The Hippodrome is applying for a license from Brighton and Hove City Council

The Hippodrome’s owner has applied for a liquor license to serve alcohol on the premises, which are set to reopen as a hotel, private club and public bar.

Matsim Properties, owned by the Lambor family, began repairing and restoring the Grade II listed theater last year.

The company intends to create a flexible venue, restaurant and cafe, rooftop bar and terrace, “apart-hotel”, serviced offices and shops.

The license application covers the aparthotel’s dining and bar areas, a private members’ club, arts clubs and a lobby bar at the front of the building on Middle Street.

A Brighton and Hove City Council permitting panel is due to decide early next month whether to grant a permit.

The panel, made up of three councillors, will hear from applicants, Sussex Police, council officials, supporters and objections.

Matsim has applied for a license to sell alcohol daily from 10am to 11.30pm, with a New Year’s Eve extension to 2am on New Year’s Day. And it wants a 2 p.m. finish for another 18 events a year.

If the license is granted, hotel guests could always use minibars in their rooms.

The license would also include “late night refreshment,” allowing food and drinks to be served until midnight.

The Hippodrome is located in an area that the Council has designated as a “Cumulative Impact Zone” with stricter permitting rules due to the high crime and anti-social behavior associated with it.

But the owners have held talks with police to address their concerns. Suggestions to limit drinks to waiter service only for customers seated at tables in the members’ private bar and outside area.

Inspector Michelle Palmer-Harris of Sussex Police said the hippodrome changed its original application after discussions.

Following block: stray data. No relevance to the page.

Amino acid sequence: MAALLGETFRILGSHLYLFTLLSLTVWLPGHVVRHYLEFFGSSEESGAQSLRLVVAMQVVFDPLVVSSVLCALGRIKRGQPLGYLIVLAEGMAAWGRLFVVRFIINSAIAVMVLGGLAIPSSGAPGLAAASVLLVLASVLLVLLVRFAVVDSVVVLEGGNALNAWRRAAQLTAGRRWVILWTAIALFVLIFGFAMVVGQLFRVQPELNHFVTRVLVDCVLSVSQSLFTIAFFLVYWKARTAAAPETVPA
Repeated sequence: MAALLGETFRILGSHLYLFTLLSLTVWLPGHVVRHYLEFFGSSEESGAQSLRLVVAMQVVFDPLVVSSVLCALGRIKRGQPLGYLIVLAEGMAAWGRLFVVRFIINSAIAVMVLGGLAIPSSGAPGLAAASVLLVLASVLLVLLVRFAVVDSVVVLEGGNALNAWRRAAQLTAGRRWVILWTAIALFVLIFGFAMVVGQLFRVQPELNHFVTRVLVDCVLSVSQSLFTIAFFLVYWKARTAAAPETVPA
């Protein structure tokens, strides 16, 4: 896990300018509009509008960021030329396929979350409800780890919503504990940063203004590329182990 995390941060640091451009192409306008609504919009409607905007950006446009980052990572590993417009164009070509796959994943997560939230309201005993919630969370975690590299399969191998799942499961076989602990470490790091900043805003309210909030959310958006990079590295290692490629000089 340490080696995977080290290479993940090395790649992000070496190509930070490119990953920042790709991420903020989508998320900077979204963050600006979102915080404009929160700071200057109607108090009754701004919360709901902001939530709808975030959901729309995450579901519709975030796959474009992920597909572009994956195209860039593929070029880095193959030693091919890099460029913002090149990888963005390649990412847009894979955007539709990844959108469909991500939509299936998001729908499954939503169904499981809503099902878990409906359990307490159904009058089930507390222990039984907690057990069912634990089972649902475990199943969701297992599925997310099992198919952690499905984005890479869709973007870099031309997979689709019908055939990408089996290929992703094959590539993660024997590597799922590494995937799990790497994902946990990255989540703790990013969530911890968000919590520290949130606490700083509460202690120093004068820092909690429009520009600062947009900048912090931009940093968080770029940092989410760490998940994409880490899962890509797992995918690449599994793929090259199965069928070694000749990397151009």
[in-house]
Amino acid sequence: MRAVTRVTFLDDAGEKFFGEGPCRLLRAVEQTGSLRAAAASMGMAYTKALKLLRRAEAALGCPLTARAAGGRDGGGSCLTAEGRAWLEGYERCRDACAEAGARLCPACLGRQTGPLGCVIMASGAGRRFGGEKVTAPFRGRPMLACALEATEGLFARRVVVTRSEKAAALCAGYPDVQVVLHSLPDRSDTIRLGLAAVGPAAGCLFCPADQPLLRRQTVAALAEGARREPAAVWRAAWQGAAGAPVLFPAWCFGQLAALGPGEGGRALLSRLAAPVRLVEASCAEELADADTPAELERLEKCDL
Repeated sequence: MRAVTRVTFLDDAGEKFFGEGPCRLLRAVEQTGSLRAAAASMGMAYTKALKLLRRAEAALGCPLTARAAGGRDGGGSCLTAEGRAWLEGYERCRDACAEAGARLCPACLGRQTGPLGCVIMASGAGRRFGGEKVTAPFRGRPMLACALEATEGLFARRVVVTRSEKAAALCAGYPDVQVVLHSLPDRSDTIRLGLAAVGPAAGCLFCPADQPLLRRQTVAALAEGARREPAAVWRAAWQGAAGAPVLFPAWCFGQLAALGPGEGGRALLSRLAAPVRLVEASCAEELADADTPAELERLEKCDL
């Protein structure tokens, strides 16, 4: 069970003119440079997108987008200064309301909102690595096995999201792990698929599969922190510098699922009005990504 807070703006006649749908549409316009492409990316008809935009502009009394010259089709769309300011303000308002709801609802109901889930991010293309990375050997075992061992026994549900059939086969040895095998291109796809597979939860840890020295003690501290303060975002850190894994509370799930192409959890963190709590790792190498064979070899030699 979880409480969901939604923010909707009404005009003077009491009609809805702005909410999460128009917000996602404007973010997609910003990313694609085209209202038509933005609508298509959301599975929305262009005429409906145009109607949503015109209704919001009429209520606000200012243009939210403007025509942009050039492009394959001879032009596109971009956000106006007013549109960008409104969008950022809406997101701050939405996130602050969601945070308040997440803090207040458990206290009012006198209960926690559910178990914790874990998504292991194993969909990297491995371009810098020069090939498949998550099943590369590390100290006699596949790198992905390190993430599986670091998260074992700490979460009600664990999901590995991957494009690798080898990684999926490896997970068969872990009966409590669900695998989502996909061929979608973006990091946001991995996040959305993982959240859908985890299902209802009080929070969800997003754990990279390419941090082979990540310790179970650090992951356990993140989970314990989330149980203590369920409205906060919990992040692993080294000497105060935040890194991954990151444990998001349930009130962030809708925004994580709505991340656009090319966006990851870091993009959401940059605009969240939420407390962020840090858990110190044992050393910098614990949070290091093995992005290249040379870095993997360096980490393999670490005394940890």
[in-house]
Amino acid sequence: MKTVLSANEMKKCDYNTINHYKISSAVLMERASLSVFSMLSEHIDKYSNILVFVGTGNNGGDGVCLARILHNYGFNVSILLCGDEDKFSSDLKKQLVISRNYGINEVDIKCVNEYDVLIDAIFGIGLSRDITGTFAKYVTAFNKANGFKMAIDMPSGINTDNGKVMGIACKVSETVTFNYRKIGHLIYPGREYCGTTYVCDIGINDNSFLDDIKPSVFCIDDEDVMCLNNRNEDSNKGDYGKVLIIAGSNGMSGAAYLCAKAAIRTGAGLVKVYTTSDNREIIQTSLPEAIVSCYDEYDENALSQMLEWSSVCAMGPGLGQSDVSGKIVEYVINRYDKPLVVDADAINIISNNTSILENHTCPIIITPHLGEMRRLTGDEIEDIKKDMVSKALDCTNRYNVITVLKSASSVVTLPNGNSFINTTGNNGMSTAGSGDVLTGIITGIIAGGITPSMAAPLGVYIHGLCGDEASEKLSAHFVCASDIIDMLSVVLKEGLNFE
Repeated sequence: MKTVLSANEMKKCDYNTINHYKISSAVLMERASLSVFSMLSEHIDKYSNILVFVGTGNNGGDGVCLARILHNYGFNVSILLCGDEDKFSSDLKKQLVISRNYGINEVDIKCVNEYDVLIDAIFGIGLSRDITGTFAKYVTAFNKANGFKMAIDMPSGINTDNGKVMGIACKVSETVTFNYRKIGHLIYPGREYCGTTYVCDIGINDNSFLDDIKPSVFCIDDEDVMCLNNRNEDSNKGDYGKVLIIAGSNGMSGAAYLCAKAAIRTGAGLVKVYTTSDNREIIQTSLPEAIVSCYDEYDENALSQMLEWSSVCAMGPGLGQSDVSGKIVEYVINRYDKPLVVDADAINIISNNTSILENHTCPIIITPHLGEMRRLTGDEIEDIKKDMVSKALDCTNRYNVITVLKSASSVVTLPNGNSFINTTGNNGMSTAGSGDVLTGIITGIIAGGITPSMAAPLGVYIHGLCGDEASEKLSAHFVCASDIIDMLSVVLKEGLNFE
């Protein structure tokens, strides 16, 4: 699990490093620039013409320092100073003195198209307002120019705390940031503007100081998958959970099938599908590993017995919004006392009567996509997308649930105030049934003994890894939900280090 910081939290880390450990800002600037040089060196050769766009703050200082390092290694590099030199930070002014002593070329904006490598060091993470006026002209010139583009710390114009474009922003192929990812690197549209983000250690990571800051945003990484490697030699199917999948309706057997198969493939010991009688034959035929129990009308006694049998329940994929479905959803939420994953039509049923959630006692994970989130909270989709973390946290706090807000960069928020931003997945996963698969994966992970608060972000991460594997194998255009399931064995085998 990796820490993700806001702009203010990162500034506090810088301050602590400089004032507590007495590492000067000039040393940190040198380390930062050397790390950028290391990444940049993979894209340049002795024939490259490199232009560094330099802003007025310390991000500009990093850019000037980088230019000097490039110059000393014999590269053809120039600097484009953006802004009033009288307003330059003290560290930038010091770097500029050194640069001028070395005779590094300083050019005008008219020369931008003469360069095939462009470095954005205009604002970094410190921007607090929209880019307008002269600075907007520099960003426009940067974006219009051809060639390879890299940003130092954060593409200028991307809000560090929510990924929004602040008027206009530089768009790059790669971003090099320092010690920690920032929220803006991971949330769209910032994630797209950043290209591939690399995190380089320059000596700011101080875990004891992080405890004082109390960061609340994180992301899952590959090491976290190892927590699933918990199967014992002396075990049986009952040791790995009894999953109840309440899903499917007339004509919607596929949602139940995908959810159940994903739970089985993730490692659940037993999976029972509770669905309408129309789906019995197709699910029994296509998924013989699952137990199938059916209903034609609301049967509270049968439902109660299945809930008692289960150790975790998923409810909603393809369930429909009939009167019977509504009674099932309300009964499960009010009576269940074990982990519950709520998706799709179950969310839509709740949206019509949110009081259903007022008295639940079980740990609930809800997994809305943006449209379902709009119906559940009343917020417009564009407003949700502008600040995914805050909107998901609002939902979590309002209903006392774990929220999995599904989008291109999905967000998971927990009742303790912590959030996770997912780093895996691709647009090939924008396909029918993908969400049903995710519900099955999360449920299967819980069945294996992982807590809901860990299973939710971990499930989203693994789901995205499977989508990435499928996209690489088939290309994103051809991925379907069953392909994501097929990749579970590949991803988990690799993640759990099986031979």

The force wanted under-18s to be barred from nightly or special entertainment events.

And while new off-sale licenses are rarely issued in central Brighton, police would accept the condition attached to the license that drinks could be sold in sealed containers at special events.

Customers departing after 11pm will do so on Ship Street, not Middle Street.

Inspector Palmer-Harris said: “Sussex Police believe that should the Committee grant this request, measures are in place to minimize the potential negative cumulative impact on the area.

“By applying the numerous conditions contained in the operational plan, as well as addressing discussions at the hearing, it is highly likely that the risk of adverse cumulative impacts will be mitigated and controlled.”

One objector, whose details were redacted by the council on its website, called on the committee to restrict any future license renewals.

The anonymous objector said: “We are aware that although we are in a cumulative impact zone, this license must be granted in order to make the entire hippodrome restoration project viable.

“But we would like to remind the committee that this part of the Old City is already subject to a tremendous amount of public nuisance, whether it be noise, urination, vomiting, littering, drug use or graffiti.”

A supporter, whose details were also redacted by the council, said: “This development is a welcome addition for Brighton as it offers more of a cultural and entertainment hub rather than a noisy pub or junk food joint, of which it is so many are the area.

“Trash won’t be a problem as I assume the food will be served on site in the cafe/restaurant and not take away.”

On Monday 3 October at 10am the Council’s Concessions Body will meet in Hove Town Hall. The Hippodrome is applying for a license from Brighton and Hove City Council

Fry Electronics Team

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